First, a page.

Harald V of Norway
Learn more about Harald V of Norway
|Image:King Harald V.jpg|
|Reign||January 17 1991 – present|
|Heir Apparent||Crown Prince Haakon|
|Issue|| Princess Märtha Louise |
Crown Prince Haakon
|Royal House||House of Oldenburg|
|Father||Olav V of Norway|
|Mother||Märtha of Sweden|
|Born||February 21, 1937|
Harald V, King of Norway, (born February 21, 1937), is the monarch of Norway, a position he assumed upon the death of his father on January 17, 1991. The son of the then Crown Prince Olav and of Princess Märtha of Sweden, Harald was born at the Crown Prince Residence at Skaugum, Asker, near Oslo.
Harald was the first Norwegian-born prince since the birth of Olav IV in 1370. As he is the great-grandson of King Edward VII of the United Kingdom, he is also in the line of succession to the British throne (currently placed 60th). As King of Norway, Harald is the head of the Church of Norway.
 Childhood and education
After the royal family fled the German invasion of 1940, Harald and his mother and sisters lived in Washington, DC during World War II (his father Olav and grandfather King Haakon residing in London with the exiled government). Prince Harald returned to Norway along with his family at the war's end in 1945.
In the autumn of 1955, Harald began studies at the University of Oslo. Later he attended the Cavalry Officers' Candidate School at Trandum, followed by enrollment at the Norwegian Military Academy, from which he graduated in 1959.
In 1960, Harald entered Balliol College, Oxford where he studied history, economics and politics until 1962. He was a keen rower during his student days at Oxford. In 1960 he also made his first official journey abroad, visiting the United States in connection with the fiftieth anniversary of the American Scandinavian Foundation.
 Adult life
| Styles of|
King Harald V of Norway
|Reference style|| His Majesty|
(Norwegian: Hans Majestet)
|Spoken style|| Your Majesty|
The Crown Prince of Norway serves as deputy of the King from the day he is 18 years of age. Crown Prince Harald attended Council of State for the first time on 27 September 1957 and took the oath to the Constitution of Norway on 21 February 1958. In the same year he also served as regent in the King's absence for the first time.
Harald married a commoner, Sonja Haraldsen, in 1968, a marriage which sparked much public controversy. The couple have two children, Princess Märtha Louise and His Royal Highness Crown Prince Haakon, heir to the Norwegian throne.
The King travels extensively throughout Norway and makes official state visits to other countries.
An avid sailor, Harald represented Norway in the yachting events in the Olympic Games several times during his Crown Prince years, and carried the Norwegian flag at the opening parade of the 1964 Olympic Games in Tokyo. With his sailing crew he won World Championship bronze, silver and gold medals, in 1988, 1982, and 1987, respectively. In July 2005, the King and his crew aboard the royal sailboat Fram XV won the gold medal at the European Championships in Sweden.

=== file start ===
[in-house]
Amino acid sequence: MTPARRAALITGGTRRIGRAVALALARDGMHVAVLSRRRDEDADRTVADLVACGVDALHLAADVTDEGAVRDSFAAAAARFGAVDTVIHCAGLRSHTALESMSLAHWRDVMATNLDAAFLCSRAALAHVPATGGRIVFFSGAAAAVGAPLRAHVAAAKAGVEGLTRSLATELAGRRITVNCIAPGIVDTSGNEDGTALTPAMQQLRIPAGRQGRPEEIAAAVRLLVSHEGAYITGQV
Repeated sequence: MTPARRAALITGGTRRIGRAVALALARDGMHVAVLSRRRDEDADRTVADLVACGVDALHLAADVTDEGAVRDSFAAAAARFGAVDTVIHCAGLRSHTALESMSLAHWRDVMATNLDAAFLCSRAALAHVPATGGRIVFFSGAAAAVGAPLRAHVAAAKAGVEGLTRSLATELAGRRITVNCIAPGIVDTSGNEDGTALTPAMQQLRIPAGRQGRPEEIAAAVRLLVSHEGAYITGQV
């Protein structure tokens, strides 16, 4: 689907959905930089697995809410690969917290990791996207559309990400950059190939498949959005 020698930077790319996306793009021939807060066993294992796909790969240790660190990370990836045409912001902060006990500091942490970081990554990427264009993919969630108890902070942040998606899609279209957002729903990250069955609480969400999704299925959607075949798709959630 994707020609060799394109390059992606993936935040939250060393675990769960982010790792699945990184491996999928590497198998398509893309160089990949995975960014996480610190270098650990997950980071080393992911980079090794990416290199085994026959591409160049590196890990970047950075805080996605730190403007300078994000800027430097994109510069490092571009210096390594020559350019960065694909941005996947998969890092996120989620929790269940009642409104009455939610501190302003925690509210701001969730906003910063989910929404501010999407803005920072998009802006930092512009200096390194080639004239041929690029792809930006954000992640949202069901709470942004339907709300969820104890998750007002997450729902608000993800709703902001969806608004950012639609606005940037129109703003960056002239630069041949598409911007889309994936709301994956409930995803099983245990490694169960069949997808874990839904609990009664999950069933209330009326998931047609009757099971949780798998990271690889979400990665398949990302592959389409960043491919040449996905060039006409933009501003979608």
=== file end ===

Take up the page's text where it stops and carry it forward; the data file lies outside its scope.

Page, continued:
Twice during recent years King Harald has been in absence as ruler owing to hospitalization and reconvalescence: in December 2003 to mid-April 2004 due to urinary bladder cancer, and in April to early June of 2005 due to aortic stenosis (for details see "The King's health", below). Crown Prince Haakon served as the country's regent on both occasions.
 Positions as King of Norway and honorary titles
 As king of Norway
The King is the nominal head of the Church of Norway.
He is a Four-star General, an Admiral and the Supreme Commander of the Norwegian Armed Forces. The infantry battalion His Majesty the King's Guard are considered the King's and the Royal Family's lifeguards, they guard the Royal residences, including the Royal Palace and the Crown Prince Residence at Skaugum, as well as the Royal Mausoleum at Akershus Castle.
 Honorary titles
In the British Army, the King was the final Colonel-in-Chief of The Green Howards (Alexandra, Princess of Wales' Own Yorkshire Regiment). It remains to be seen whether there will continue to be an active association between the 2nd Battalion, Yorkshire Regiment (Green Howards) and the Norwegian Royal Family.
The King is patron of The Anglo-Norse Society in London, together with Queen Elizabeth II. He is also patron of the Norwegian-American Foundation (Norge-Amerika Foreningen) and the Norse Federation (Nordmannsforbundet) in the United States.
He received the honorary degree Doctor of Civil Law from Oxford University in 2006 (as did his father, King Olav, in 1937, and his grandfather, King Haakon, in 1943).<ref>Article in VG on the honorary doctorate (Norwegian)</ref> The King has earlier been apointed an honorary doctor of law by the University of Strathclyde (1985) in Scotland and by Waseda University (2001) in Japan (2001). He is also an honorary fellow at Balliol College.
 Other honours
- Grand Master of the Royal Norwegian Order of St Olav - Grand Cross with collar of the Royal Norwegian Order of St. Olav
- Grand Master of the of the Royal Norwegian Order of Merit - Grand Cross
- St Olav's medal (Norway)
- Defence Service Medal with Laurel Branch (Norway)
- The Royal House Centenary Medal (Norway)
- Haakon VIIs Commemorative Medal 1. October 1957(Norway)
- Haakon VIIs Jubilee Medal 1905 – 1955 (Norway)
- Haakon VIIs Centenary Medal (Norway)
- Olav Vs Commemorative Medal of 30. January 1991 (Norway)
- Olav Vs Jubilee Medal (Norway)
- Olav Vs Centenary Medal (Norway)
- Defence Service Medal with three stars (Norway)
- Army National Service Medal with three stars (Norway)